denimdori set upThe covers of the inserts were made from magazine pages I had lying around. It’s holding up so far, but I really need to get some rubber bands to hold the inserts together. My planner pages are weekly on one page with notes on the other side.

planner layoutThe notes side usually consists of bullet journal style annotations, but I’ve reduced the signifiers to the square, interpunction and em-dash, with events and appointments written on the weekly side. I’m also using three different highlighters for colour coding events and appointments. The other system I carry around with me is my folder:

folder detailsThis was something I picked up at Daiso around March this year. When I think about it, this has basically been in my bag with me throughout all of the system trials, and acted like a repository of random artifacts, well, documents and what not. I kept daily souvenirs here, important bills, work information, etc., that I felt would feel out of place in the system I was using at any given time. If not for this folder, there would’ve been many a time when I would’ve gone to an appointment and not had the right documentation. So I cleaned it out and sectioned it off to hold different things – personal, home, work, miscellaneous – and this is how I’ve handled carrying around important information. This is the end result:

set upI leave a spare pocket at the front to hold my planner insert on the days when I know I’m not going to need anything else. I’ve only started using it at the start of December, but it just feels right. I’m not obligated to carry both the folder and denimdori all the time and can swap them around as my needs change.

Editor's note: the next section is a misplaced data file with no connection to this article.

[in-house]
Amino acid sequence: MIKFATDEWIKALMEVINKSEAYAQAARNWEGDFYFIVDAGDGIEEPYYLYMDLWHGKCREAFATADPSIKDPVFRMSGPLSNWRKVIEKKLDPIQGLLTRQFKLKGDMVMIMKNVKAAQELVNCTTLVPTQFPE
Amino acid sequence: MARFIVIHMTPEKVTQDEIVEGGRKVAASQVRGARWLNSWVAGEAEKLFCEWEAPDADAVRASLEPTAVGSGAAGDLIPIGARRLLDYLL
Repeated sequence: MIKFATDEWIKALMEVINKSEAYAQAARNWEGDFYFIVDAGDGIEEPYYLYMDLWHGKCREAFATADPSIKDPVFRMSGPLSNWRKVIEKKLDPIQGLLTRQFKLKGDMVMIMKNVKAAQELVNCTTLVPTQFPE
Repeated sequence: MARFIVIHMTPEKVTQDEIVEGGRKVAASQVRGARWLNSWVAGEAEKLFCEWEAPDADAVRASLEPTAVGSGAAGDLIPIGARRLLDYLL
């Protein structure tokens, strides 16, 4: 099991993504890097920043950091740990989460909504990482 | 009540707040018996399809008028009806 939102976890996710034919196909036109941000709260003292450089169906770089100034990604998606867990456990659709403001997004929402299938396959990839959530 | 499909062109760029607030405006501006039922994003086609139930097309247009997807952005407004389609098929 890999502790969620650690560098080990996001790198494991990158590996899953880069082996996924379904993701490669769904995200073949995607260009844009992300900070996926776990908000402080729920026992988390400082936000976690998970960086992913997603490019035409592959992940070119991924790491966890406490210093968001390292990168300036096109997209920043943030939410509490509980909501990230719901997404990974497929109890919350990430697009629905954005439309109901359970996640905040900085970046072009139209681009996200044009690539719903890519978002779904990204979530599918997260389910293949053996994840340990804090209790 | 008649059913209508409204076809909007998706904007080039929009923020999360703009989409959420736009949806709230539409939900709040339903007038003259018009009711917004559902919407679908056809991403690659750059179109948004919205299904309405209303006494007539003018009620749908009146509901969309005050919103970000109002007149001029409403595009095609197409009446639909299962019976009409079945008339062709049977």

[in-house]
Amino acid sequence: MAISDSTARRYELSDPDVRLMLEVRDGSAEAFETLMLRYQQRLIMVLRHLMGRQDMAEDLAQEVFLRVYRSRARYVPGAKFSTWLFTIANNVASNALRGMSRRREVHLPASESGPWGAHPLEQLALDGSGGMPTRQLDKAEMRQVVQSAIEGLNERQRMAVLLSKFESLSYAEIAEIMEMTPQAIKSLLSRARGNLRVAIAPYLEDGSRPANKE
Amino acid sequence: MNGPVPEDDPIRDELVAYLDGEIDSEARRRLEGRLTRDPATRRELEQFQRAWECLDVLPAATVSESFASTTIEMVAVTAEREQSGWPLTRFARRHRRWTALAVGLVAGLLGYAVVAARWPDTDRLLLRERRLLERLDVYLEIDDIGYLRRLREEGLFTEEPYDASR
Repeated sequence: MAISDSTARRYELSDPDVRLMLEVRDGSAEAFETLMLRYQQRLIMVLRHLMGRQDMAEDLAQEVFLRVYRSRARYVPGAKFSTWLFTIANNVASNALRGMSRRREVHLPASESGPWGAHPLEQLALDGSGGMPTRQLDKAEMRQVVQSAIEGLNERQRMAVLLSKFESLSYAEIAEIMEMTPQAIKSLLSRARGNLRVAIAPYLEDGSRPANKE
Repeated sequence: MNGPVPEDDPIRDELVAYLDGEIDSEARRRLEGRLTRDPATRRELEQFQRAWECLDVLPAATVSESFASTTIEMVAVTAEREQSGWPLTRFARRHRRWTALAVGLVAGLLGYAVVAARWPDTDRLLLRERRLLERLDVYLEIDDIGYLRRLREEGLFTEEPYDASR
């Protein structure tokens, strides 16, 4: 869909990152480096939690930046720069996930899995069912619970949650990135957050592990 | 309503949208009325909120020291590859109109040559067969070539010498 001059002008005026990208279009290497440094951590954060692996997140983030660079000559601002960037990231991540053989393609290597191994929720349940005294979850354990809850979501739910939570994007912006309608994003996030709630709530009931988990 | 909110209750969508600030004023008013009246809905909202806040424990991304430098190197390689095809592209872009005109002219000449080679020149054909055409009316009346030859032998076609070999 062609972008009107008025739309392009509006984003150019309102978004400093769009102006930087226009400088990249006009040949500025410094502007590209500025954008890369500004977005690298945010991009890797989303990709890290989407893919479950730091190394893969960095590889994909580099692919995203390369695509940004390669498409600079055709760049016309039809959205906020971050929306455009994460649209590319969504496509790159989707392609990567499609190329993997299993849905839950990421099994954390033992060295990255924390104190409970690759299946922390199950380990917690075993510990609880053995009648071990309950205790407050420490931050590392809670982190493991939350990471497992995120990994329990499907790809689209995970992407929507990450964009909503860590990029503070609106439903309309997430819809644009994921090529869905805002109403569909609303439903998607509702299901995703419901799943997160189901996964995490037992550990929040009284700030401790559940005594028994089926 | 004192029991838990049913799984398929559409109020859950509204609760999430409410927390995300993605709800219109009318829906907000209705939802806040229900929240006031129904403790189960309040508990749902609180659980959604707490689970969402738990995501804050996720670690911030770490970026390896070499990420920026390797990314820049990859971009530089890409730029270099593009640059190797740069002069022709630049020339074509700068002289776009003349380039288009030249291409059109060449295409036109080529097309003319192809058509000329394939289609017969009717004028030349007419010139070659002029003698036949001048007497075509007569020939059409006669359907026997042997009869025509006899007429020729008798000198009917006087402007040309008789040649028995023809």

So how has your year of planning gone for you? Have you found a planning system that suits all of your needs? What have you found challenging and useful?



work organisation

Well, hey there, it’s been awhile. I haven’t been doing a great job of keeping this blog of mine updated this year, although that was my main intention this year. I have been busy though. Work has been insane, oh and did I mention that I also got married last month? Yup, it was a short but sweet ceremony at the registry office followed by a picnic in the parklands with close family and friends. The weather held out, and we had a blast! I’d definitely do it again – the picnic, not the marriage!

That aside, I thought today I’d share with you my work planning/organisation tools. I’m an itinerant speech-language pathologist (SLP), so organisation is paramount to making my life stress-free when I travel from one location to another. I visit each location anywhere from 3-6 times every ten week term, and see an average of 10-12 clients at each location at any given time. Because of confidentiality reasons, I can’t publish/post any pictures, documents or information that can identify where I work and the people I see. This means that this post with be text heavy, and the examples I post have been recreated using simple Microsoft Word software.

For each location, I have a binder with tabs and plastic sleeves for necessary documentation, and a small notebook for those times when I need to explain something to a client. I take this binder with me on the days that I’m assigned to a particular location and it’s a nice springboard for that day’s work.